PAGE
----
According to The Guardian, there are now 1.8 million Internally Displaced Persons in Iraq, and 2 million refugees who have sought safety in other Arab nations. Although all numbers from Darfur are estimates, most figures guess at between 2 and 2.5 million refugees and IDPs.
Obviously, this is not to say that the crisis in Iraq is the same as that in Darfur; much of the exodus from Iraq has been the wealthy and skilled. That makes their lives easier than those of Darfur refugees, but may cripple Iraq's reconstruction. Moreover, many Iraqi refugees are given refuge in urban areas of Syria, Egypt, or other Arab nations, as opposed to living in camps in Sudan or Chad. Also, far fewer people are confirmed dead in Iraq (about 57,000) than are estimated to have died in Darfur (200,000-400,000).
However, when the UN says that Iraq is quickly becoming one of the largest refugee crisises in the world, it is a serious issue. And when Al-Jazeera reports that, if current rates continue, 10% of Iraq's population will have left the country (to say nothing of the number of Iraqis displaced within the country), there is a serious problem.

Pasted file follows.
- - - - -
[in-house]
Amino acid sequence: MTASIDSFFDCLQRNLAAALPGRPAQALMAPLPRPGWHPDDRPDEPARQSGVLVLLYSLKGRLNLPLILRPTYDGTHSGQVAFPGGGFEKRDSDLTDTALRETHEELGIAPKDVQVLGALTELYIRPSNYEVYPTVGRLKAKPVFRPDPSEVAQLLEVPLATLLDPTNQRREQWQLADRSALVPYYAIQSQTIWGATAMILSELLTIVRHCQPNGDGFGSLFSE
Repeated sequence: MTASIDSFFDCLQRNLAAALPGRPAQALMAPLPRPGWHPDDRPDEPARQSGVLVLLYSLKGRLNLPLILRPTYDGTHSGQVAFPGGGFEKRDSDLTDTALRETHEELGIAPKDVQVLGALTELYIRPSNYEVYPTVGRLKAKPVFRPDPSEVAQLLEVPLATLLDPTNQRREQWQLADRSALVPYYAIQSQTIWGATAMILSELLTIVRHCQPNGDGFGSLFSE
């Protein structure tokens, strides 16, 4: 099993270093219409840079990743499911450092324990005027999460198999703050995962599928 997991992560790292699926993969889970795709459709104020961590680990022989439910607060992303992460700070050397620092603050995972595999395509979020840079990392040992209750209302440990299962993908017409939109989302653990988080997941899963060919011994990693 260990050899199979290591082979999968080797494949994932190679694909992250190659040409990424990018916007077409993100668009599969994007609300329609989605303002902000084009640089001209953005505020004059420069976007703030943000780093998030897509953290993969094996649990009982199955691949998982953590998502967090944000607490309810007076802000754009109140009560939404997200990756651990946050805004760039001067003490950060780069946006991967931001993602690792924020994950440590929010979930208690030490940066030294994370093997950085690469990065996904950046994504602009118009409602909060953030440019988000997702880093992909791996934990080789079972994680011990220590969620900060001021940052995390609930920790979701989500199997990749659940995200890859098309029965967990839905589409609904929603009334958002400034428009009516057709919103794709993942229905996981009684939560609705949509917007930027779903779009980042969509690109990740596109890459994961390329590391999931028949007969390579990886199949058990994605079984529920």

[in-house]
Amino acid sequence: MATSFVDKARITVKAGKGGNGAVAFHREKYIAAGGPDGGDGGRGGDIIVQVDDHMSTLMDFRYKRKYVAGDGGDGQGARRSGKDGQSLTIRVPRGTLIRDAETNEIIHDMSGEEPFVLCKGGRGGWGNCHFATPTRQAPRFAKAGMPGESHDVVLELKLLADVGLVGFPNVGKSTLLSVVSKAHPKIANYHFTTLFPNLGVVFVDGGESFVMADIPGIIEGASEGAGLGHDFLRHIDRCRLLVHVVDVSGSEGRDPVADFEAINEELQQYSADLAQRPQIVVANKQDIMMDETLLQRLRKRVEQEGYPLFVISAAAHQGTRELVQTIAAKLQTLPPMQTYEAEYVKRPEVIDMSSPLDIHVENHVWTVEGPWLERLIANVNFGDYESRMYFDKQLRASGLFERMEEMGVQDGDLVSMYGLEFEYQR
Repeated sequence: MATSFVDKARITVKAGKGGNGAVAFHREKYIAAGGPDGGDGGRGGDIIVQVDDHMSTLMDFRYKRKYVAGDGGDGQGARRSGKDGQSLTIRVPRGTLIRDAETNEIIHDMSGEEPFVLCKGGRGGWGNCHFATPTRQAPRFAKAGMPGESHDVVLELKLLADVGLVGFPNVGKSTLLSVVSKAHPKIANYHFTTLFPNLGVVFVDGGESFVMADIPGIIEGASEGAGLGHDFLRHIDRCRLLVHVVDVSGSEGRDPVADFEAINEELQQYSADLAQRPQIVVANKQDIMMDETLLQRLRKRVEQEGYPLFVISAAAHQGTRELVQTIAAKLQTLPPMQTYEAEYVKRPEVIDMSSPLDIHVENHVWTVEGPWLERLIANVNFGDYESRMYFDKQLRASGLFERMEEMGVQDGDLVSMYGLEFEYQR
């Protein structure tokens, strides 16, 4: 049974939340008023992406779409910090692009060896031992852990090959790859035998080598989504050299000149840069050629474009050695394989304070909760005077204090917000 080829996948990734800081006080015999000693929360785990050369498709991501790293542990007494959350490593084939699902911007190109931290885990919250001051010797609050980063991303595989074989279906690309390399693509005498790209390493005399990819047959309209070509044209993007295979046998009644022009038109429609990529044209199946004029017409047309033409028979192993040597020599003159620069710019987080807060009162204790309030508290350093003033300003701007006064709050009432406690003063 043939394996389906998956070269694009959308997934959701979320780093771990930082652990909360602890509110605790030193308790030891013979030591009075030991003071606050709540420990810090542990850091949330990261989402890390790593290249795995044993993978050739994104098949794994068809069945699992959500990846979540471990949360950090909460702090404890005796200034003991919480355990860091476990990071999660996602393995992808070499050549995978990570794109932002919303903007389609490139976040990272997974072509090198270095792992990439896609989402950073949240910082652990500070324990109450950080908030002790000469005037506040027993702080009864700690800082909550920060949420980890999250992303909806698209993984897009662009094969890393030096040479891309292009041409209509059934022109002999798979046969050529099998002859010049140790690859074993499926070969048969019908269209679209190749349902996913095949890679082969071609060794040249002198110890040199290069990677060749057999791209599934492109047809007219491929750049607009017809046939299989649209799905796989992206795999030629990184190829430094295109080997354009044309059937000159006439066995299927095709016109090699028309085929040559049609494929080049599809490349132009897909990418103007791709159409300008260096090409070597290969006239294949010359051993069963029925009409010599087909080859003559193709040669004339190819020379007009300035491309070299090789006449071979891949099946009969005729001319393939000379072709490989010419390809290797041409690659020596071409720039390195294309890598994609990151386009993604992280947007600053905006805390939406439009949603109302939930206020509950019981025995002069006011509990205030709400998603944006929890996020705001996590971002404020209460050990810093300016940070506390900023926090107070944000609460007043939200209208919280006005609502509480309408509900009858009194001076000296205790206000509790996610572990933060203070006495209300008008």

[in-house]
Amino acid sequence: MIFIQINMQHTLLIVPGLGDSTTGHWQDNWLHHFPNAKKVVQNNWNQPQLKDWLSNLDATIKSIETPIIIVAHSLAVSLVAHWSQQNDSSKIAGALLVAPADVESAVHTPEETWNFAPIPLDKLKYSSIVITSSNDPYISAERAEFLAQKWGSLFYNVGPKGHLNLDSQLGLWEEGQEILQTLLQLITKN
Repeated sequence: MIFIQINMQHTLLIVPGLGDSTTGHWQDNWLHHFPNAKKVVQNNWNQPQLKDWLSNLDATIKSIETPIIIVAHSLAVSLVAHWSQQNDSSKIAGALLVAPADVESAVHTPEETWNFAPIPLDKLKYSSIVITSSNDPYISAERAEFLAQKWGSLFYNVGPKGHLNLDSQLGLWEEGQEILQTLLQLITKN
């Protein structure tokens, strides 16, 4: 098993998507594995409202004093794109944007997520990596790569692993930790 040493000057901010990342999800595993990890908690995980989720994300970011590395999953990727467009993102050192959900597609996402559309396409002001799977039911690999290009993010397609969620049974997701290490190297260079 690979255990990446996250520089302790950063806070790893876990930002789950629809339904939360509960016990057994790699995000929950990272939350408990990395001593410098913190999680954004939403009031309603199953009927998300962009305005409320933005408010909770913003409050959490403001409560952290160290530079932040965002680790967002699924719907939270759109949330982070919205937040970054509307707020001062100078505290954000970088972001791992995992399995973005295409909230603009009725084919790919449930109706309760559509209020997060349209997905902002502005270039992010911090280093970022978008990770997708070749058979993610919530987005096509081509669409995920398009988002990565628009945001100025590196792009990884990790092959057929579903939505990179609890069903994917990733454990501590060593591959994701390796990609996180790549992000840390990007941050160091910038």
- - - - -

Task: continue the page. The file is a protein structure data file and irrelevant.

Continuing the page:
The newest Irony? The US has announced it will be accepting 7000 Iraqi refugees. Although its nice of us to reach out, perhaps we should be responsible for more than .35% of the refugees from a crisis we created. How many more Iraqis would honestly want to live in the US is another question, but when the richest nation on earth creates a refugee crisis, do you suppose they could pay to alleviate the suffering of some of those refugees?